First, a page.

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Industry Ventures raises a $900M fund for investing in small, early-stage VCs and their breakout startups | Madconsole

The venture fundraising trend in 2024 is fairly clear by now: Large, established VC firms are continuing to attract capital from limited partners, while smaller, newer funds are finding it more difficult to raise. 

But Industry Ventures’ latest fundraise should offer a dash of good news for emerging managers.

On Tuesday, the 24-year-old firm announced that it raised a $900 million early-stage hybrid fund for investing in emerging managers and directly backing breakout growth-stage companies alongside their managers. The fund will also buy a secondary interest in emerging managers from other limited partners.

This is Industry Ventures’ seventh hybrid fund, and it’s more than 50% larger than its predecessor, a $575 million vehicle raised in 2021.

The $900 million fund will be split three ways: backing VC funds (40%), directly investing in promising Series B startups from their existing partnerships (40%), and acquiring stakes in emerging investment firms from other LPs looking to exit (20%).

The common lore is that it’s very challenging for emerging managers to raise funds now, but Roland Reynolds, senior manager director at Industry Ventures, says that is not what he observes with the funds his firm backs.

Roland Reynolds, Industry Ventures

“We’ve seen the vast majority of our managers are getting their funds done,” he said. “It might take them a quarter or two longer, but most are [raising] larger fund sizes.”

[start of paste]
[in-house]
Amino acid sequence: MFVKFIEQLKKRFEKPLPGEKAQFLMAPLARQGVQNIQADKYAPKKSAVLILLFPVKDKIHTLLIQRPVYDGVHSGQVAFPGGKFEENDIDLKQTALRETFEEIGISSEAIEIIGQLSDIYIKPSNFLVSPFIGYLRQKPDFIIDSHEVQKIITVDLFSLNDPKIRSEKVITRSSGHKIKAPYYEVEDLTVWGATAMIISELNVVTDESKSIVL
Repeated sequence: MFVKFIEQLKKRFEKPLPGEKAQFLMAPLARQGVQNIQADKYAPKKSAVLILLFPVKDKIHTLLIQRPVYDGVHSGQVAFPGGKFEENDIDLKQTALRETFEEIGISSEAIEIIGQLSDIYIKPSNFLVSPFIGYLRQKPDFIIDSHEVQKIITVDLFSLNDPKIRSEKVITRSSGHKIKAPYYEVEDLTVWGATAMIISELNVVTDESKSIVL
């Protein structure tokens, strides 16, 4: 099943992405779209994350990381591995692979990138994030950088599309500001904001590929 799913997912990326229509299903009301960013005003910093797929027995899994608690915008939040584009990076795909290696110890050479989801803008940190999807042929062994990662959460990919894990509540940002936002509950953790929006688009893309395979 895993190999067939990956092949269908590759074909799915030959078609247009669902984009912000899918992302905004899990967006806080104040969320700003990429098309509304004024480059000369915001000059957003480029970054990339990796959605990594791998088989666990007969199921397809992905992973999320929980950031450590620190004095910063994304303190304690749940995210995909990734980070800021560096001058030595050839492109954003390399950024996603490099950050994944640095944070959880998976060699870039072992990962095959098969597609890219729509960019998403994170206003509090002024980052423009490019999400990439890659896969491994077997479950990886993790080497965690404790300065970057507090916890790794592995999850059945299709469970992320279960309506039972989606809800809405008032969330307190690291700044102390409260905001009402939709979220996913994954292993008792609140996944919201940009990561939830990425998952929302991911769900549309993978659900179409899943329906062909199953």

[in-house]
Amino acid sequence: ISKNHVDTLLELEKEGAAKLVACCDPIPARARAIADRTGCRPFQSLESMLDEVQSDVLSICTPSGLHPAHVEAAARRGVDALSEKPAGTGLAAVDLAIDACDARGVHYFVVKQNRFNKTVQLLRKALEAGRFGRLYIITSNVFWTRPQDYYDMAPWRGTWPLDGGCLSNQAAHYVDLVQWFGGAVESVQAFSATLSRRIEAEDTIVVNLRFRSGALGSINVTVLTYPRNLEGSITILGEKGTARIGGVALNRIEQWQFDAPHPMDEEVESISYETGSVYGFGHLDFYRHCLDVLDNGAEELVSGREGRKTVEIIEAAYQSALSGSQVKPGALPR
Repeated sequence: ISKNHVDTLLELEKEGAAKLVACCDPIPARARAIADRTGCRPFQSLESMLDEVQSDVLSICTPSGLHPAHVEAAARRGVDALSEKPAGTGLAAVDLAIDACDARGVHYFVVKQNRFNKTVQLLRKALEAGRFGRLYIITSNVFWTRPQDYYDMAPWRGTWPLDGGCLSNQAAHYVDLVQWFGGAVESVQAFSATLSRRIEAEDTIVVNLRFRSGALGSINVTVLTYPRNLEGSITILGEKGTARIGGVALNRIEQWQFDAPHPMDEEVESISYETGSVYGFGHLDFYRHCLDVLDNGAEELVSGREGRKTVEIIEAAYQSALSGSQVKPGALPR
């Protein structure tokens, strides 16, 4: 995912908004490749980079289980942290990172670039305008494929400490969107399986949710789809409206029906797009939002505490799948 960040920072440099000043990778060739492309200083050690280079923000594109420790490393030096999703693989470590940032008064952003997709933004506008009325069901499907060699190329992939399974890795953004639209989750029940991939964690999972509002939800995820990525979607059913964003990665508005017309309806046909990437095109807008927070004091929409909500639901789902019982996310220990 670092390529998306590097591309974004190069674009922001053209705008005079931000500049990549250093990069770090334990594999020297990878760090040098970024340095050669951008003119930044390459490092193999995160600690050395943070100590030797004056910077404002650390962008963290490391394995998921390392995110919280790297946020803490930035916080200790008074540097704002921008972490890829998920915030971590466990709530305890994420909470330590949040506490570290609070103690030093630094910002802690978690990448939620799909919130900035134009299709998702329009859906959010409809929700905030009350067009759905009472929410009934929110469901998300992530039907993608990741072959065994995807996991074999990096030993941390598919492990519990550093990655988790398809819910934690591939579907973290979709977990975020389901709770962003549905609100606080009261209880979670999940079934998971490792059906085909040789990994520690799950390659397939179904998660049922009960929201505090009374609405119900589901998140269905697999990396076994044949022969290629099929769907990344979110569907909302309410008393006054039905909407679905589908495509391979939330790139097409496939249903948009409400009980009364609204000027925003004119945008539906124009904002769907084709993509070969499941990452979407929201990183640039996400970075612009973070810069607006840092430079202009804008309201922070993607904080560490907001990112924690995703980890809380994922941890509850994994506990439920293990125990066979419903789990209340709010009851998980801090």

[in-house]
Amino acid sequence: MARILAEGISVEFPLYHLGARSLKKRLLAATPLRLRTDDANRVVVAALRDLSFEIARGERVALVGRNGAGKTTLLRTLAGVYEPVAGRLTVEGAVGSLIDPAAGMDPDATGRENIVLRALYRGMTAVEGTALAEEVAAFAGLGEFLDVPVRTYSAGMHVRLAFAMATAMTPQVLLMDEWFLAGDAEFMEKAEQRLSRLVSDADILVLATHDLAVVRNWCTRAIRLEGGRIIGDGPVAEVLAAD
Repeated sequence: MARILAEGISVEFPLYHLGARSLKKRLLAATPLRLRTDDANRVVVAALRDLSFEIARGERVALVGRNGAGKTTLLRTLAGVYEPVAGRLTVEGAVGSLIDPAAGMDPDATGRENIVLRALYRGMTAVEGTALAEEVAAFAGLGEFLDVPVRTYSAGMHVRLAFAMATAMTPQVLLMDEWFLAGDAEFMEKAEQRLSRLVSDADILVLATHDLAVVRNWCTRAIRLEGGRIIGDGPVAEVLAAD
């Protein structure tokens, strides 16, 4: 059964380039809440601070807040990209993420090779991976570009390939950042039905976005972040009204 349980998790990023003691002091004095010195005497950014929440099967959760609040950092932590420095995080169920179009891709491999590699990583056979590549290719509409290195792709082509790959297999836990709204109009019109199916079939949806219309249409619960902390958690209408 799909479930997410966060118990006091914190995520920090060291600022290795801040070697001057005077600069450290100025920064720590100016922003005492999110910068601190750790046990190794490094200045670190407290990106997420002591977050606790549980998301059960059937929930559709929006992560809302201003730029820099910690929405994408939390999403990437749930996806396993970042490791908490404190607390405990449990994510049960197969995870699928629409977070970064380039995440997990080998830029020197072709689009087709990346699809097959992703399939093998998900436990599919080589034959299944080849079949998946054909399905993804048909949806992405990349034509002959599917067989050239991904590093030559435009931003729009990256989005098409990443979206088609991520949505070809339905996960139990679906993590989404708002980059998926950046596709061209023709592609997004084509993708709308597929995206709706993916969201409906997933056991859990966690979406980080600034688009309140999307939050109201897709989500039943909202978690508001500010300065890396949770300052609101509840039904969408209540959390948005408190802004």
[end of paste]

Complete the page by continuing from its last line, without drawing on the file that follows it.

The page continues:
Part of Industry’s secret may be that not all VCs the firm backs fit the standard definition of emerging managers.

While Industry Ventures’ new relationships are usually firms on funds I through III, it will continue to invest in managers as they mature, as long as their fund sizes are $250 million or less and focused on seed and Series A startups, Reynolds said. These managers include firms that have been around for over a decade, including IA Ventures and Altos Ventures.

In addition to backing more-established small managers, Reynolds said it’s a good time to invest in new funds started by experienced investors who are leaving large firms.  

As for direct investments, Reynolds said the firm is looking to back the best Series B companies sourced from its manager relationships. Some of the firm’s most recent deals include online banking and money management platform Relay and robotics company Cobot. Industry Ventures checks invested directly into companies range from $2 million to $12 million.

Industry Ventures was founded in 2000 by Hans Swildens. The firm is best known as a secondaries VC investor. The latest hybrid fund brings Industry Ventures’ total assets under management to over $8 billion.

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